The opinion of the court was delivered by: Amy J. St. Eve, District Court Judge:
MEMORANDUM OPINION AND ORDER
Plaintiff Sloan Valve company ("Sloan") brings this patent infringement action against Defendants Zurn Industries, Inc. and Zurn Industries, LLC (collectively, "Zurn"). Zurn now moves for leave to amend its final non-infringement, invalidity, and unenforceability contentions. (R. 419.) For the reasons discussed below, the Court grants Zurn's motion in part and denies it in part. In addition, the Court strikes those portions of Sloan's Amended Final Infringement Contentions that are not relevant to the parties' dispute regarding provisional remedies under Section 154(d) and are therefore outside the scope of the Court's October 2, 2012 Order.
This case concerns U.S. Patent No. 7,607,635, entitled "Flush Valve Handle Assembly Providing Dual Mode Operation" (the "'635 Patent" or the "Wilson Patent"), and the corresponding U.S. Patent Application Publication No. 2006/0151729 (the "Published Wilson Patent Application"). On January 13, 2010, Sloan commenced this action against Zurn seeking (a) damages and injunctive relief for Zurn's alleged infringement of the '635 Patent; and (b) provisional damages for Zurn's alleged making, sale and use of inventions that the Published Wilson Patent Application covers. (See R. 1, Compl. ¶¶ 34-38.)
On August 15, 2012, Zurn filed a motion for partial summary judgment on Count II arguing that Sloan is not entitled to provisional remedies based on Claims 7, 8 and 12 of the '635 patent. (R. 364, at 1-2.) Specifically regarding claims 7 and 8, Zurn argued that because Sloan did not allege direct infringement of those claims, they were not entitled to provisional damages. See id. ("[P]rovisional rights are limited to those instances where a party 'makes, uses, offers for sale, or sells in the United States the invention.' It is undisputed that Zurn does not "make, use, offer for sale, or sell" in the United States the allegedly novel methods claimed in Claims 7 and 8 - the remaining claims asserted in Count II.") In order to address this issue in part, on September 11, 2012, Sloan filed a motion seeking leave to amend its final infringement contentions regarding Count II of its Amended and Supplemental Complaint.*fn1 (R. 385.) Sloan explicitly requested "that the Court enter an order permitting Sloan to amend its Final Infringement Contentions against [Zurn] to specifically recite Sloan's claim for provisional damages relating to Zurn's pre-issuance activities." (R. 385, at 1) (emphasis added); see also id., at 3 ("Sloan conditionally requests that the Court grant it leave to amend its Final Infringement Contentions to add its bases under Section 154(d) for claiming provisional damages against Zurn.") Two days later, on September 13, 2012, the Court issued its claim construction ruling. (Dkt 391.)
At a hearing on October 2, 2012, the Court granted Sloan's Motion for Leave to Amend Its Final Infringement Contentions to specifically recite Sloan's claims for provisional damages relating to Zurn's pre-issuance activities as requested by Sloan. (R. 399.) On October 9, 2012, Sloan submitted its Amended Final Infringement Contentions. (R. 419-5, Sloan's Amended Final Infringement Contentions.)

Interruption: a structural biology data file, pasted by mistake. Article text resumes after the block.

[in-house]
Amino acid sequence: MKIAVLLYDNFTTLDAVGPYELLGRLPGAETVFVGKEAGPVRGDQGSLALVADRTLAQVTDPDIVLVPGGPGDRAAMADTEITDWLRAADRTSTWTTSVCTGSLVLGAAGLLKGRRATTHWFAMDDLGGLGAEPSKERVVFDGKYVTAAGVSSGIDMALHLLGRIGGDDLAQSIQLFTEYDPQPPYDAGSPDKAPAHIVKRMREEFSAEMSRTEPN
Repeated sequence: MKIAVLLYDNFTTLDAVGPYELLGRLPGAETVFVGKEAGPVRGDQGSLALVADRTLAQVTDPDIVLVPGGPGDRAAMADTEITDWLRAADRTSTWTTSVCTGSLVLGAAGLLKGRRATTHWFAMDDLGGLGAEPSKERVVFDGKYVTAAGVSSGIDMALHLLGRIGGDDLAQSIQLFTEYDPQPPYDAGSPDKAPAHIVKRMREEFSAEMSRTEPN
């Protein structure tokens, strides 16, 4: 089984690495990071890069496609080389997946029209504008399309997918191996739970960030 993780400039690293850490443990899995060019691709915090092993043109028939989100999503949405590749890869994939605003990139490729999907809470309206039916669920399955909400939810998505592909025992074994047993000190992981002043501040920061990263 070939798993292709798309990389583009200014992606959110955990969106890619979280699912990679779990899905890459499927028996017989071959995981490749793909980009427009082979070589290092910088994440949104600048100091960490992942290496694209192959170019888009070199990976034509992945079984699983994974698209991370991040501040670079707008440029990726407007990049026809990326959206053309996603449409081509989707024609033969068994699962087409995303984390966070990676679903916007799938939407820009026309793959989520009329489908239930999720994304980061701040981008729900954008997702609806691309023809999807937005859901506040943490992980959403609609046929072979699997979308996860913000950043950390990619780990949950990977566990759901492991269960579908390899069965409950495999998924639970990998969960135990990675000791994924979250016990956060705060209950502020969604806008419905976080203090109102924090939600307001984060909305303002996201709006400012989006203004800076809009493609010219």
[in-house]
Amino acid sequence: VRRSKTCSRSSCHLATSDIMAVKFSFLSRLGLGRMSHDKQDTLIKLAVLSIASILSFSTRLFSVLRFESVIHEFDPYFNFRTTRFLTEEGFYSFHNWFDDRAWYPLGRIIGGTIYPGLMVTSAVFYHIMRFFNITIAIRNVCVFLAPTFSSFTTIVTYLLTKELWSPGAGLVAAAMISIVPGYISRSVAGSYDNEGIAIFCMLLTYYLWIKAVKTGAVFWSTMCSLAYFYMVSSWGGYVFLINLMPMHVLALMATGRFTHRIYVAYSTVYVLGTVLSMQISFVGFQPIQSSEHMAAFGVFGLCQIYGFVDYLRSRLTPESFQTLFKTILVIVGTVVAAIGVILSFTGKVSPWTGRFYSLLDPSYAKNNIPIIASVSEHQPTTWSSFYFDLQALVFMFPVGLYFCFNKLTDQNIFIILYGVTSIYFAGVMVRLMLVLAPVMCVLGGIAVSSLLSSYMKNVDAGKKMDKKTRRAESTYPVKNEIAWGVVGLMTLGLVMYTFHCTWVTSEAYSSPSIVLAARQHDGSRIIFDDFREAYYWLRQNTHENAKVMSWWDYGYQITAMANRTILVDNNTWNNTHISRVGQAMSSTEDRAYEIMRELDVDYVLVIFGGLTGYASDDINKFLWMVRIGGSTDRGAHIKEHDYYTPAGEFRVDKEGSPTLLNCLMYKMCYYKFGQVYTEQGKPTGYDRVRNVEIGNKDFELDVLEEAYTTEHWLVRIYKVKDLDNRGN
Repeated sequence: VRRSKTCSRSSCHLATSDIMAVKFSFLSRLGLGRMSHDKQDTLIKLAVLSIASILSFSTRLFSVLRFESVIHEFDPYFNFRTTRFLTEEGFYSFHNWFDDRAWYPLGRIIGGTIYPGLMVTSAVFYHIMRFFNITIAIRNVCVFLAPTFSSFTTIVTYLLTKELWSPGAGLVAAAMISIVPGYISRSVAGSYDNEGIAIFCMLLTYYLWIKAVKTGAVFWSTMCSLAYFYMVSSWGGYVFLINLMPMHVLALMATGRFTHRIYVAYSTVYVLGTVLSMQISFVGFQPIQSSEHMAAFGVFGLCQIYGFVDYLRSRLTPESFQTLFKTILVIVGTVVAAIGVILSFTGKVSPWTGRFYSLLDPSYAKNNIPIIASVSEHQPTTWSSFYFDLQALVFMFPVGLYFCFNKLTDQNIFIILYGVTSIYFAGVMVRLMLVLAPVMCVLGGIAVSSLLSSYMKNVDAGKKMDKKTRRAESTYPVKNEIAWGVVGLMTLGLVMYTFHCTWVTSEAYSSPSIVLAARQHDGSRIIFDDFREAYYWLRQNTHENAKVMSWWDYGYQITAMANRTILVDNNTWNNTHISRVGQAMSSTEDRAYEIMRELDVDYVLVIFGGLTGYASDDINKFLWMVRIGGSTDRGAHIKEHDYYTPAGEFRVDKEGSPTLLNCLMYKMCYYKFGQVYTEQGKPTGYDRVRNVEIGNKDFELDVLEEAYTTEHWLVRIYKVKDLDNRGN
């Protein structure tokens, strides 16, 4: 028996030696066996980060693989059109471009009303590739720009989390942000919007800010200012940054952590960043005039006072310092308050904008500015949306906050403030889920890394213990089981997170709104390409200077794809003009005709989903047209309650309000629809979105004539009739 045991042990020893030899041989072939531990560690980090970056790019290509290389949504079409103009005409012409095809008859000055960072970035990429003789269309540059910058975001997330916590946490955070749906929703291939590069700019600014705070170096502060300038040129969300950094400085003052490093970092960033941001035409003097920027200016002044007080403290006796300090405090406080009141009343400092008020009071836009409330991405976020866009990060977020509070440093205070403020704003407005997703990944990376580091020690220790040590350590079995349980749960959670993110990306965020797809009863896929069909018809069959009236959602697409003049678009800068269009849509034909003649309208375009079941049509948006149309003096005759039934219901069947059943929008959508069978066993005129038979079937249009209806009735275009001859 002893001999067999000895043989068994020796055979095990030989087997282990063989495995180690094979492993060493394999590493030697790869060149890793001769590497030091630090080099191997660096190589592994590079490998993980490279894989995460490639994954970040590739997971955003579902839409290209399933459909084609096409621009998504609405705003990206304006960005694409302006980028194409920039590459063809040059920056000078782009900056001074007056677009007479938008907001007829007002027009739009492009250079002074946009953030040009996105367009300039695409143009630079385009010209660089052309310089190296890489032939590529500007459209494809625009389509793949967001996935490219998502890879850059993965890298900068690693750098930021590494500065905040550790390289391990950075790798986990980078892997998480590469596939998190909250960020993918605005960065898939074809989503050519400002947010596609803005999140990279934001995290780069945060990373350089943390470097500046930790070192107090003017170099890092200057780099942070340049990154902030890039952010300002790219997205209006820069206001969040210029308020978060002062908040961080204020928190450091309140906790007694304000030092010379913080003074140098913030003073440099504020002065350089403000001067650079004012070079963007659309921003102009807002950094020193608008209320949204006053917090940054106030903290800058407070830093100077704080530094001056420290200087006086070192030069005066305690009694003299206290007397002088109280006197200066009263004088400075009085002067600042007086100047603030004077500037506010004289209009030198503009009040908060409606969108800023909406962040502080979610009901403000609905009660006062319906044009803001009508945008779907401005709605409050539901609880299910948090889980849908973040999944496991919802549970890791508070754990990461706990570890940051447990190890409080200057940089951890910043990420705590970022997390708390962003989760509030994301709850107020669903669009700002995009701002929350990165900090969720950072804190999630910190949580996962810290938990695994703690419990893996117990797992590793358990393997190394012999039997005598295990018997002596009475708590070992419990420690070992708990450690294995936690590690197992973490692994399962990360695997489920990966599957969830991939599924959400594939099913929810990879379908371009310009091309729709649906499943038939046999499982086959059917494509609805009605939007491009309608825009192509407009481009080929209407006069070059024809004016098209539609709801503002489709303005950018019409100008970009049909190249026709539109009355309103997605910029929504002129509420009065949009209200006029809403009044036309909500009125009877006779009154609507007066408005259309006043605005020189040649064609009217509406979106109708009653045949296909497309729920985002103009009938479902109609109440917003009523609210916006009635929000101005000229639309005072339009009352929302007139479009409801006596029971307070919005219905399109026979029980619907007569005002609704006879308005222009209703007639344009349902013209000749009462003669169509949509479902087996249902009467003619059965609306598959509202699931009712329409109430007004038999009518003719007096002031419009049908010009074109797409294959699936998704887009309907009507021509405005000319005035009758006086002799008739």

At issue in this order is Zurn's Motion seeking Leave to Amend its Final Non-Infringement and Invalidity/Unenforceability Contentions. (R. 419.) The Court grants Zurn's motion in part. The Court further strikes those portions of Sloan's Amended Final Infringement Contentions, filed on October 9, 2012, that are not relevant to the parties' dispute regarding provisional remedies under Section 154(d) as they are outside the scope of the Court's October 2, 2012 Order granting Sloan leave to amend.
I. Amending Final Contentions
The primary rule governing Zurn's request is Local Patent Rule 3.4, which provides that a party may amend its final infringement contentions only by order of court "upon a showing of good cause and absence of unfair prejudice to opposing parties made promptly upon discovery of the basis for the amendment." L.P.R. 3.4; see also Fujitsu Ltd. V. Tellabs Ops., Inc., Nos. 08 C 3379, 09 C 4530, 2012 WL 5444979, at *4 (N.D. Ill. Mar. 21, 2012). The purpose of these patent rules is to "prevent a 'shifting sands' approach to claim construction by forcing the parties to 'crystallize their theories of the case early in litigation.'" Fujitsu, 2012 WL 5444979 at *4 (citations omitted). Specifically, "[t]he purpose of infringement contentions is to provide notice of the plaintiff's theories of infringement early in the case because, in practice, it is difficult to obtain such information through traditional discovery means, such as interrogatories." Id.
Federal Rule of Civil Procedure 12(f) provides that a district court "may strike from a pleading an insufficient defense or any redundant, immaterial, impertinent, or scandalous matter. (Fed. R. Civ. Proc. 12(f); see also Delta Consulting Group, Inc. v. R. Randle Const., Inc., 554 F.3d 1133, 1141 (7th Cir. 2009).) The Court may either strike on its own or on a motion by a party and has considerable discretion in striking any redundant, immaterial, impertinent or scandalous matter. (Id.; Talbot v. Robert Matthews Distrib. Co., 961 F.2d 654, 665 (7th Cir. 1992).)
Here, Zurn argues that Sloan "took the liberty of further amending its contentions beyond the leave requested in its motion." (R. 427, at 1.) The Court agrees with Zurn and hereby strikes those portions of Sloan's Amended Final Infringement Contentions that go beyond the Court's October 2, 2012 Order. Specifically, the Court finds that certain amendments made by Sloan went beyond the scope explicitly requested and granted in open Court on October 2, 2012, and strikes ...